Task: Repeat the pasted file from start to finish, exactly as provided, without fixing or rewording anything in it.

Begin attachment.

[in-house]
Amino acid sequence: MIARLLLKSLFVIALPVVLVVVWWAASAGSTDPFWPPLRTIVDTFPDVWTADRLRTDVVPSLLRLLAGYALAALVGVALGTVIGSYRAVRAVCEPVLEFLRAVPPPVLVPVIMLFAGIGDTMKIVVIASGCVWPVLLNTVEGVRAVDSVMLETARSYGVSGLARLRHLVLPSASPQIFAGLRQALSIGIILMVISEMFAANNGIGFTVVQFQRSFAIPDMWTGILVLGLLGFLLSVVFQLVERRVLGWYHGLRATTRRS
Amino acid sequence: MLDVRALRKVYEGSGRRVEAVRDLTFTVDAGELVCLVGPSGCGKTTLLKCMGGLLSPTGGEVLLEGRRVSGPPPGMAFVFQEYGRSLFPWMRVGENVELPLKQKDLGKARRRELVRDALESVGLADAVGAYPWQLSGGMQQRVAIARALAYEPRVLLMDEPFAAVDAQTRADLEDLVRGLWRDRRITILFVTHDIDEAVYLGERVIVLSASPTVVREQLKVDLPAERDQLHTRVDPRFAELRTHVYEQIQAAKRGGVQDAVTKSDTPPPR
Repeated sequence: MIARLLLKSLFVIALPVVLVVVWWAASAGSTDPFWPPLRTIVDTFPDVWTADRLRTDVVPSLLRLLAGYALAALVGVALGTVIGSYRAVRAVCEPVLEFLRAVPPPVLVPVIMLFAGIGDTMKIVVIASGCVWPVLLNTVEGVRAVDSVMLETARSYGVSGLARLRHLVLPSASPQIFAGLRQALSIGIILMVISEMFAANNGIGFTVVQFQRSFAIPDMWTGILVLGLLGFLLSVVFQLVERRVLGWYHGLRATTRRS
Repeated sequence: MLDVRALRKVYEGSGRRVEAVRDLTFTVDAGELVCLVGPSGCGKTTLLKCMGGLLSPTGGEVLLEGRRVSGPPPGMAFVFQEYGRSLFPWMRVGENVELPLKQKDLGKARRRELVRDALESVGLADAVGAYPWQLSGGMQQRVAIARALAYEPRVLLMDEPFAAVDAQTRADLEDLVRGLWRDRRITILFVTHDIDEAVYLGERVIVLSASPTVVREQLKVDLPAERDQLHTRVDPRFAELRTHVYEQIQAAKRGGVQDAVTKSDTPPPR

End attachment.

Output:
[in-house]
Amino acid sequence: MIARLLLKSLFVIALPVVLVVVWWAASAGSTDPFWPPLRTIVDTFPDVWTADRLRTDVVPSLLRLLAGYALAALVGVALGTVIGSYRAVRAVCEPVLEFLRAVPPPVLVPVIMLFAGIGDTMKIVVIASGCVWPVLLNTVEGVRAVDSVMLETARSYGVSGLARLRHLVLPSASPQIFAGLRQALSIGIILMVISEMFAANNGIGFTVVQFQRSFAIPDMWTGILVLGLLGFLLSVVFQLVERRVLGWYHGLRATTRRS
Amino acid sequence: MLDVRALRKVYEGSGRRVEAVRDLTFTVDAGELVCLVGPSGCGKTTLLKCMGGLLSPTGGEVLLEGRRVSGPPPGMAFVFQEYGRSLFPWMRVGENVELPLKQKDLGKARRRELVRDALESVGLADAVGAYPWQLSGGMQQRVAIARALAYEPRVLLMDEPFAAVDAQTRADLEDLVRGLWRDRRITILFVTHDIDEAVYLGERVIVLSASPTVVREQLKVDLPAERDQLHTRVDPRFAELRTHVYEQIQAAKRGGVQDAVTKSDTPPPR
Repeated sequence: MIARLLLKSLFVIALPVVLVVVWWAASAGSTDPFWPPLRTIVDTFPDVWTADRLRTDVVPSLLRLLAGYALAALVGVALGTVIGSYRAVRAVCEPVLEFLRAVPPPVLVPVIMLFAGIGDTMKIVVIASGCVWPVLLNTVEGVRAVDSVMLETARSYGVSGLARLRHLVLPSASPQIFAGLRQALSIGIILMVISEMFAANNGIGFTVVQFQRSFAIPDMWTGILVLGLLGFLLSVVFQLVERRVLGWYHGLRATTRRS
Repeated sequence: MLDVRALRKVYEGSGRRVEAVRDLTFTVDAGELVCLVGPSGCGKTTLLKCMGGLLSPTGGEVLLEGRRVSGPPPGMAFVFQEYGRSLFPWMRVGENVELPLKQKDLGKARRRELVRDALESVGLADAVGAYPWQLSGGMQQRVAIARALAYEPRVLLMDEPFAAVDAQTRADLEDLVRGLWRDRRITILFVTHDIDEAVYLGERVIVLSASPTVVREQLKVDLPAERDQLHTRVDPRFAELRTHVYEQIQAAKRGGVQDAVTKSDTPPPR